Is Your Low-Contrast Design Costing You Clients?
Web design trends come and go.
Do you remember the 2000s, when websites were textural? Backgrounds looked like torn paper in a scrapbook. Text tended to be blocky and bold. Call-to-action buttons were so glossy they looked wet. Drop shadows erupted in every direction, trying desperately to make graphic elements pop up off the page.
A few years ago, designers decided that look was over, so they ran in the opposite direction.
Today, backgrounds are flat, graphic elements are simpler, and palettes have been drained of color. Evocative fullscreen images and, more recently, video, have become the gold visual standard. Text size is bigger even as the text itself has slimmed down, with designers adopting the lightest-weight fonts they can find.
The effect is clean, elegant, and sleek. Except for when you can’t read it.
I don’t know why web designers have such a big blind spot over this. It doesn’t matter if it’s textured or minimalistic, bold or understated, 3D or flat: Good design isn’t good if it’s not functional.
There are two things about current design trends, in particular, that are hindering legibility. The first one I want to talk about is text over too-similar backgrounds.
The rise of low-contrast
In the early days of the web, the standard page colors resembled those of a book: black text on a white background. These days, you’re more likely to see gray text on a white background or, increasingly, gray text on a gray background. If gray text on a gray background sounds unreadable, that’s because it is.
Take a look:
What looks silly in the above example becomes ridiculous in real life. Can you read the gray-on-gray navigation items on this popular website? Because I sure can’t:
And it’s not just gray that’s the problem. It’s any low-contrast pairing of text and background. And that pairing gets more complicated when the background is an image.
Low versus high contrast images
In photography, a low-contrast photo is one that doesn’t have much variation in brightness. Here’s the same winter scene altered to be low-contrast on the left and high-contrast on the right:
As you can see, the low-contrast version is all muted midtones and the high-contrast version is all highlights and shadows. Generally speaking, high-contrast images look better to most people. But when you pair these images with text, it’s a whole other ballgame.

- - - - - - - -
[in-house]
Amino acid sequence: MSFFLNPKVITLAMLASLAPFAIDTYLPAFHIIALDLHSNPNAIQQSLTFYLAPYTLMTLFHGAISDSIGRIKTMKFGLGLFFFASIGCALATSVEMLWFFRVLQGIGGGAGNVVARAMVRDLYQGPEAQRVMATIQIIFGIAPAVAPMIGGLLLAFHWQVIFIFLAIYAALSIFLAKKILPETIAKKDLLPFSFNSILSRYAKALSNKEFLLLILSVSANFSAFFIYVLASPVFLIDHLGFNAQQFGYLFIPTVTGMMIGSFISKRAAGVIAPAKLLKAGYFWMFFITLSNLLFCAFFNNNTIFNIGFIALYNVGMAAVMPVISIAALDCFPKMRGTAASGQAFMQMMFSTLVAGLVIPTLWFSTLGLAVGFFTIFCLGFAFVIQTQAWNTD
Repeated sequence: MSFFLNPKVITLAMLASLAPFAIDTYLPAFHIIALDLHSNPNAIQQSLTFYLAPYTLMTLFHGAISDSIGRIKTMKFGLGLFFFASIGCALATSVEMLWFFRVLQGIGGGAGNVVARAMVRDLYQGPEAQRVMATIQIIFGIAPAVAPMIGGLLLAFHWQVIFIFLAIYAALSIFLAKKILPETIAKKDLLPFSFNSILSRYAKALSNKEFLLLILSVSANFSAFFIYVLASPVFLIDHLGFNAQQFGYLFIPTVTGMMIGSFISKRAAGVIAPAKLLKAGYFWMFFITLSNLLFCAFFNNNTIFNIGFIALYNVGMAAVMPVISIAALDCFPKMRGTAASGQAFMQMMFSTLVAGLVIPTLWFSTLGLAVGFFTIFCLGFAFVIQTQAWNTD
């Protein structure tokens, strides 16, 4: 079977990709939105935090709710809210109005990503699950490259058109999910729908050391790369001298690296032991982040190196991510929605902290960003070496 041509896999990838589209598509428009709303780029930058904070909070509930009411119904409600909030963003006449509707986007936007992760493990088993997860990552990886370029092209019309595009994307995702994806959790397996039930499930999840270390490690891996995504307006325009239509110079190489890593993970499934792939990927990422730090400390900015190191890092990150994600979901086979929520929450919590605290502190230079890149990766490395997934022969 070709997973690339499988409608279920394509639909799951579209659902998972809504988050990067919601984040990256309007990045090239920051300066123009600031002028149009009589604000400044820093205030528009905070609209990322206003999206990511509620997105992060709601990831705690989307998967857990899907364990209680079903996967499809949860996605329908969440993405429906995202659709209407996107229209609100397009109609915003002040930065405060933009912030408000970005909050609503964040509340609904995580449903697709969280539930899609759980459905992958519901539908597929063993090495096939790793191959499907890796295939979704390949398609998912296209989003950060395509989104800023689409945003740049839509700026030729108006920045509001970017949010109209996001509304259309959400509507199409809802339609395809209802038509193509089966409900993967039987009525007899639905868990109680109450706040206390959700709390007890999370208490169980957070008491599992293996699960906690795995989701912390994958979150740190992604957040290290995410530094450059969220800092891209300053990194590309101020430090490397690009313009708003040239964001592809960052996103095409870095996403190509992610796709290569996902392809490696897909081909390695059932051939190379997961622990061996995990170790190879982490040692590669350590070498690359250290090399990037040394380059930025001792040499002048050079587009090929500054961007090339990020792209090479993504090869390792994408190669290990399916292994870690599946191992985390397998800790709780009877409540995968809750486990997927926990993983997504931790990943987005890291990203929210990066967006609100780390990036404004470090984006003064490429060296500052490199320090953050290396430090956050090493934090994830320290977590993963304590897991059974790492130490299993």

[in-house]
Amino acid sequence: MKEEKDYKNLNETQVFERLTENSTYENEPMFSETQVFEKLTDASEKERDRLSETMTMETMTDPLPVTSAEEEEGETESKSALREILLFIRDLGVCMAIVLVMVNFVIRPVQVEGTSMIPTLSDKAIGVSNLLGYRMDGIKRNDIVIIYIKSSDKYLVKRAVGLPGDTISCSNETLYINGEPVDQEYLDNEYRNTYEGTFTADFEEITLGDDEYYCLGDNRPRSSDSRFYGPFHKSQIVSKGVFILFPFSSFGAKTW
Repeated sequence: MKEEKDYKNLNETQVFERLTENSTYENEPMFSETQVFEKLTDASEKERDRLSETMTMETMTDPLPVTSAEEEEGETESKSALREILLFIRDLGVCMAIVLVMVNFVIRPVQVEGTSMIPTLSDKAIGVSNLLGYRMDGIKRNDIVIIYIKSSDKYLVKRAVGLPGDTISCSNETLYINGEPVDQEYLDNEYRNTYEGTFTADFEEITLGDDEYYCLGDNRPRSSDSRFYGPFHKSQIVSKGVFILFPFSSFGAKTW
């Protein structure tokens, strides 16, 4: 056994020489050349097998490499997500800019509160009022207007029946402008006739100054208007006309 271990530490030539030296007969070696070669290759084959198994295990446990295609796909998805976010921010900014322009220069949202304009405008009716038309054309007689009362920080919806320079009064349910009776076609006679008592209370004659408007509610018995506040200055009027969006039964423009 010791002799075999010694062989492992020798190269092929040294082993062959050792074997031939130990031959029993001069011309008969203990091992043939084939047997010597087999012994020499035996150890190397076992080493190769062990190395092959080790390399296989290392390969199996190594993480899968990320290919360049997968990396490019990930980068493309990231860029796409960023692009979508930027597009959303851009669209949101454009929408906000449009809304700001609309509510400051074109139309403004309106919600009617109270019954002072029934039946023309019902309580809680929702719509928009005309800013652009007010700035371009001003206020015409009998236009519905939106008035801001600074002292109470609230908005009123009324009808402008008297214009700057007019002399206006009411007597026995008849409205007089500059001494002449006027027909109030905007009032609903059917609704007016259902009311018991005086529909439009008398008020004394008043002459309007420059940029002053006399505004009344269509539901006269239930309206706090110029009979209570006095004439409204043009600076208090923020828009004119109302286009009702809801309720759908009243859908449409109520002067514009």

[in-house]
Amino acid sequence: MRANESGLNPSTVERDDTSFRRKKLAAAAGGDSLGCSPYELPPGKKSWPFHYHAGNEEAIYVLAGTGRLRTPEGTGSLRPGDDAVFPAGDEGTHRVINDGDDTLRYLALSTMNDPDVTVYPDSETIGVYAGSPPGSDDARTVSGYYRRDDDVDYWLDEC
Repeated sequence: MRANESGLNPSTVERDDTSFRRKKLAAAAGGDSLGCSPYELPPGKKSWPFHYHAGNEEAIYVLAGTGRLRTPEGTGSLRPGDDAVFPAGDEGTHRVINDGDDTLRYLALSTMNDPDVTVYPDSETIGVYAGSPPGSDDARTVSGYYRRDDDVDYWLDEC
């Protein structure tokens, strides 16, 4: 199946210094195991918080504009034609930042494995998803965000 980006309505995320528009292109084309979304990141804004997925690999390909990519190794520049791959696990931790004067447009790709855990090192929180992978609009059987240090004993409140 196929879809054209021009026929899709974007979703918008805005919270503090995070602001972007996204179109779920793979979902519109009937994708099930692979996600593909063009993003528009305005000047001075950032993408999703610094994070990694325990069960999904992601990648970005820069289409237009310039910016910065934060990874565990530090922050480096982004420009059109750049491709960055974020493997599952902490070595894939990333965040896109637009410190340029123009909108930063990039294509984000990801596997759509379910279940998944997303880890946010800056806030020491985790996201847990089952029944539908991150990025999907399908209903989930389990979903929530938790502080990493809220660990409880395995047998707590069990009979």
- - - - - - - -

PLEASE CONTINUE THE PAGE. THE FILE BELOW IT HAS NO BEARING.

Which brings me around to my second issue with web design trends these days: text over images. Because far too often I see text get completely lost over images. I’ll show you a quick example using the winter scene:
The white text fares a little better, but not by much. There are still simply way too many bright and dark areas in the photo, washing out portions of the text and making it difficult to read.
On the move: when text goes rogue
Matters get even more complicated on mobile websites, because the text moves as the screen size shrinks and expands. And if you haven’t chosen just the right image, suddenly your well-placed, completely legible text becomes a lot less so.
I’ll show you what I mean. Here’s a beautifully-designed website for a bespoke suitmaker seen at desktop size. Notice how the callout text is thoughtfully oriented over a dark section of the suit photo:
Now, check out what happens on mobile screen sizes:
Okay, so popular design solutions don’t always work well. Why should I care?
It’s bad enough when text is hard to read to read under average conditions, but consider your older and/or vision-impaired clients, or clients that are looking at your website on a small or low-quality screen or under the glare of harsh florescent lights or bright sun.
And if that doesn’t convince you, maybe this will: if your on-trend design isn’t working, your message isn’t working. And if your message isn’t working, you’re losing clients. Period.
So pour yourself a cup of coffee and pull your website up in a browser. On each page ask yourself: is this text easy to read? Ask a neighbor or friend who’s never seen your website for their honest evaluation. You may be surprised what others find that you don’t.
I admit it, my website needs some improvement. Where do I start?
For regular text, it’s as simple as adjusting either the color of the text or the color of the background to make them more different from each other. Increasing the size of the text could help, too.
For text over images, you have a few options. One is to dial down the contrast of your image, as they’ve done in this example:
Another is to set a solid background color behind the text itself, so it doesn’t matter where the text lands over the image — it’s guaranteed to always be legible:
The bottom line
Web design trends will change through the years, but readability and accessibility are always “in.” Every time you upgrade to a new look, make sure you haven’t lost your functionality, too, and you’ll be well on your way to retaining clients and boosting conversions.
Well said for challenging grey text.
But my complaint is about acres of empty white space being a real eye-strain – made worse by grey or even pale grey text. (…. and I know I’m not alone)
If the only choice of the Lorum Ipsum above was the grey on white or the grey on dark grey – I would go for the latter – but I’d prefer black text on a very pale grey background.
Two other issues:
i) The reduction of (or removal of) CLEARLY VISIBLE Navigation and Contents making websites less inviting : too much guesswork and searching required
ii) Screen-filling pictures with little or no value, forcing the Visitor to “work” i.e. scroll – to see content